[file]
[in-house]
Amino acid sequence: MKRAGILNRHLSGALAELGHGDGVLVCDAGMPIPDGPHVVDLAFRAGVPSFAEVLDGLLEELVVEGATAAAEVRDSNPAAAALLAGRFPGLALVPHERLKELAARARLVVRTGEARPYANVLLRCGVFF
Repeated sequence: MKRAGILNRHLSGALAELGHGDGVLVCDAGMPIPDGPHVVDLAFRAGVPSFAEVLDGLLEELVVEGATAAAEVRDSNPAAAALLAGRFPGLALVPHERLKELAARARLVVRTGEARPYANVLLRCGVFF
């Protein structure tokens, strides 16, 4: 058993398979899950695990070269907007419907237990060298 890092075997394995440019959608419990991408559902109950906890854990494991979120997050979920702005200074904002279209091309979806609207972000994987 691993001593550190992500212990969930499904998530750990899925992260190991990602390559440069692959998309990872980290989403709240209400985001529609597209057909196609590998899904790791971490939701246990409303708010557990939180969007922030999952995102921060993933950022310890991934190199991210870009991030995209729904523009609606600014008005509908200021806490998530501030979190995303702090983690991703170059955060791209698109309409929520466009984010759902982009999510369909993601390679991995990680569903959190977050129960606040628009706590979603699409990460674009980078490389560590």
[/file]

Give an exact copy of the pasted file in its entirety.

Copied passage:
[in-house]
Amino acid sequence: MKRAGILNRHLSGALAELGHGDGVLVCDAGMPIPDGPHVVDLAFRAGVPSFAEVLDGLLEELVVEGATAAAEVRDSNPAAAALLAGRFPGLALVPHERLKELAARARLVVRTGEARPYANVLLRCGVFF
Repeated sequence: MKRAGILNRHLSGALAELGHGDGVLVCDAGMPIPDGPHVVDLAFRAGVPSFAEVLDGLLEELVVEGATAAAEVRDSNPAAAALLAGRFPGLALVPHERLKELAARARLVVRTGEARPYANVLLRCGVFF
């Protein structure tokens, strides 16, 4: 058993398979899950695990070269907007419907237990060298 890092075997394995440019959608419990991408559902109950906890854990494991979120997050979920702005200074904002279209091309979806609207972000994987 691993001593550190992500212990969930499904998530750990899925992260190991990602390559440069692959998309990872980290989403709240209400985001529609597209057909196609590998899904790791971490939701246990409303708010557990939180969007922030999952995102921060993933950022310890991934190199991210870009991030995209729904523009609606600014008005509908200021806490998530501030979190995303702090983690991703170059955060791209698109309409929520466009984010759902982009999510369909993601390679991995990680569903959190977050129960606040628009706590979603699409990460674009980078490389560590």